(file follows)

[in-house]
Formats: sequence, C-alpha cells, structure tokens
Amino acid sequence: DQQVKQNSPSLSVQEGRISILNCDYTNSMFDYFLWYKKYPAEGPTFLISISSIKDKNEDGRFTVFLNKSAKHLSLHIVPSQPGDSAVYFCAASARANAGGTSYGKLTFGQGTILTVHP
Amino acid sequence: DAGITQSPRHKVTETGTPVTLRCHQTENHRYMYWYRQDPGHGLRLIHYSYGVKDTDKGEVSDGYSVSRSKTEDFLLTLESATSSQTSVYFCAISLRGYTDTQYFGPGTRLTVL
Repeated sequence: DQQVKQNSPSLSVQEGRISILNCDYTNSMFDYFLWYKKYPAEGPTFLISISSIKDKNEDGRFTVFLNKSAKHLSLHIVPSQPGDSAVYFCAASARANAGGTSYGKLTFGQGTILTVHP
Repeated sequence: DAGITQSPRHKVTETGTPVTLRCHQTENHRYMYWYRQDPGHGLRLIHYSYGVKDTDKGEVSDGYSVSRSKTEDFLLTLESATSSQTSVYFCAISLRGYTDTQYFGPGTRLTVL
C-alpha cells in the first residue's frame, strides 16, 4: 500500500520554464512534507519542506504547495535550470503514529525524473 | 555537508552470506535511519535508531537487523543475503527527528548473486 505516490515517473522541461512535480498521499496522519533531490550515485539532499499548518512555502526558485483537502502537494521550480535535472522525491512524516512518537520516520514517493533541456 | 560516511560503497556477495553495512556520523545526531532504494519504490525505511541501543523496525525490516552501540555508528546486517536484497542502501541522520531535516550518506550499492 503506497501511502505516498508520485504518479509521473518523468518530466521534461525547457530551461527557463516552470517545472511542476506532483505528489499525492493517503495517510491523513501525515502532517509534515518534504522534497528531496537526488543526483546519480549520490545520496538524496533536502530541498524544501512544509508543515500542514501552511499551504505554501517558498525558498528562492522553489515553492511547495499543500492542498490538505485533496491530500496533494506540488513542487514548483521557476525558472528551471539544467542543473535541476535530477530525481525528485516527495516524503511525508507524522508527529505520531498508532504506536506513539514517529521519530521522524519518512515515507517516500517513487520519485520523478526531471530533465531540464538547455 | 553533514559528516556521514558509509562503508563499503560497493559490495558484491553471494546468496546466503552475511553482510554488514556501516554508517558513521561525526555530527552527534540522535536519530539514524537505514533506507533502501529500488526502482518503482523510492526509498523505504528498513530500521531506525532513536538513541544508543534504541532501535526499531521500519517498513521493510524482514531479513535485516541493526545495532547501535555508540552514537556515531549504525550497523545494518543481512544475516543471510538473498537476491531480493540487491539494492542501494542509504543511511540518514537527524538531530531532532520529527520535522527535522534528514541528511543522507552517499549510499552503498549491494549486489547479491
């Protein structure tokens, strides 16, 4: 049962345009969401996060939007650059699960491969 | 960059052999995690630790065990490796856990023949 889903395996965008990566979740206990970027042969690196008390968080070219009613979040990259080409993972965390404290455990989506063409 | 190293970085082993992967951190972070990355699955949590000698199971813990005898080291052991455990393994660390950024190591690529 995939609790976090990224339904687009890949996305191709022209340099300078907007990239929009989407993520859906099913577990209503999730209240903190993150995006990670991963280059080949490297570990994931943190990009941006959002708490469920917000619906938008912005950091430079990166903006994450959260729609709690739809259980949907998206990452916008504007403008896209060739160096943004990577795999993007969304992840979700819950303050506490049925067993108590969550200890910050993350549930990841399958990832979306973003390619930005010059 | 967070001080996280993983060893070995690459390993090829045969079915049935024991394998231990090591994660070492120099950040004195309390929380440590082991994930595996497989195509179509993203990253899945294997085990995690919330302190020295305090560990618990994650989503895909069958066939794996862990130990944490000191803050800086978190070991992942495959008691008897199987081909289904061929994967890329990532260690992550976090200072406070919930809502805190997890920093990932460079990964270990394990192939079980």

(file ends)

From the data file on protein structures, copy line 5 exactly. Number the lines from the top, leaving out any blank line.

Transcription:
Repeated sequence: DQQVKQNSPSLSVQEGRISILNCDYTNSMFDYFLWYKKYPAEGPTFLISISSIKDKNEDGRFTVFLNKSAKHLSLHIVPSQPGDSAVYFCAASARANAGGTSYGKLTFGQGTILTVHP